Resource Perspective. Three variables were utilized to indicate the resource perspective: (1) initial financial resources, (2) the number of top management positions filled, and (3) the number of external members of the board of directors. Initial financial resources was operationalized as the initial capitalization of the new venture (Cooper, Gimeno-Gascon and Woo, 1994). The number of top management positions filled at the inception of the new venture was recorded as the number of unique individuals reported in titled top management positions. Thus, if one person was filling the role of CEO, Chief Loan Officer and Operations Officer, then we coded that as one position filled out of three possible positions. It is assumed that one person is filling multiple roles generally because a specific individual had not yet been recruited to the organization. Finally, the external members of the board of directors was determined as those members of the board who were not employed by the organization and therefore provided an external resource for the new venture.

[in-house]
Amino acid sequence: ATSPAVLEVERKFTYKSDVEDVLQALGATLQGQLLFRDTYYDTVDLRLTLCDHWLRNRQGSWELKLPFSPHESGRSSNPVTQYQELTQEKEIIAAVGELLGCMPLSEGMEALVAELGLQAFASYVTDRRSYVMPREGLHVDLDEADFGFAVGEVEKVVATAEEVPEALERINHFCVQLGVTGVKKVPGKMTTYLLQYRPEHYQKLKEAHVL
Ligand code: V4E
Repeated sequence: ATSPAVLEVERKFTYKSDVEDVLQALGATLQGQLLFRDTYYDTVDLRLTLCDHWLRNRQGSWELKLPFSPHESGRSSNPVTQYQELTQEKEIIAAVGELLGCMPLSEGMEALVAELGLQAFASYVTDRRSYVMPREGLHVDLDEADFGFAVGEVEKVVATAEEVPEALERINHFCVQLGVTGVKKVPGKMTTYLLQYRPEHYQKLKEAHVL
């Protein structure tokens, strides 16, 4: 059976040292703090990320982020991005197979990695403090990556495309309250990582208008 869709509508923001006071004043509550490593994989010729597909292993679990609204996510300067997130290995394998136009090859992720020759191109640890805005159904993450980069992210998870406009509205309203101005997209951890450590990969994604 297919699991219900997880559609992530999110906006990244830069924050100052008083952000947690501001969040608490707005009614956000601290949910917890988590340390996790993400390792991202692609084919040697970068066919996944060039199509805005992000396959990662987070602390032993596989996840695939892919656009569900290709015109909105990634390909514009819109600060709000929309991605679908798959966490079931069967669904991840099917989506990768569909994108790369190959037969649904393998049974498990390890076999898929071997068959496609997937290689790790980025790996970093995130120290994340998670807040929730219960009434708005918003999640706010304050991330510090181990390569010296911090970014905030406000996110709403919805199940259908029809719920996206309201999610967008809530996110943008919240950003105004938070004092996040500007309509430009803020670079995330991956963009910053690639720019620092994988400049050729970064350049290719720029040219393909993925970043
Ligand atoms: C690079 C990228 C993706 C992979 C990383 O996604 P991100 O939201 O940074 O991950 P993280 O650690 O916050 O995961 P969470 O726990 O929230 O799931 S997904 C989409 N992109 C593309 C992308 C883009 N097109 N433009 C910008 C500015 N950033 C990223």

Performance. In keeping with current research efforts to utilize multiple measures of performance, we obtained two measures of performance to analyze the separate effects of new venture profitability and firm growth. We utilized ROA as the measure of profitability and growth in deposits as a measure of sales growth as these are the predominant measures of performance in banking industry and are reported in a standard, well-regulated manner (Garcia, 1985; Roussakis, 1984).
ROA was computed as net income divided by assets. However, firm growth was somewhat more problematic. As noted by Eisenhardt and Schoonhoven (1990) regarding their research on founding conditions of semiconductor firms, percentage growth measures cannot be computed from founding, since all sales growth are initially zero. Using Eisenhardt and Schoonhoven's (1990) measure, we operationalized firm growth as the difference in sales growth (deposits) in each year of life relative to sales growth at founding. Since the sales growth at founding were 0 for all ventures, the measure of growth in any year reduced simply to the sales growth in that year. As noted by Eisenhardt and Schoonhoven, this measures the absolute change in size of each firm from a common starting point, the founding of the firm, and fits with our interest in understanding why some ventures grow more than others.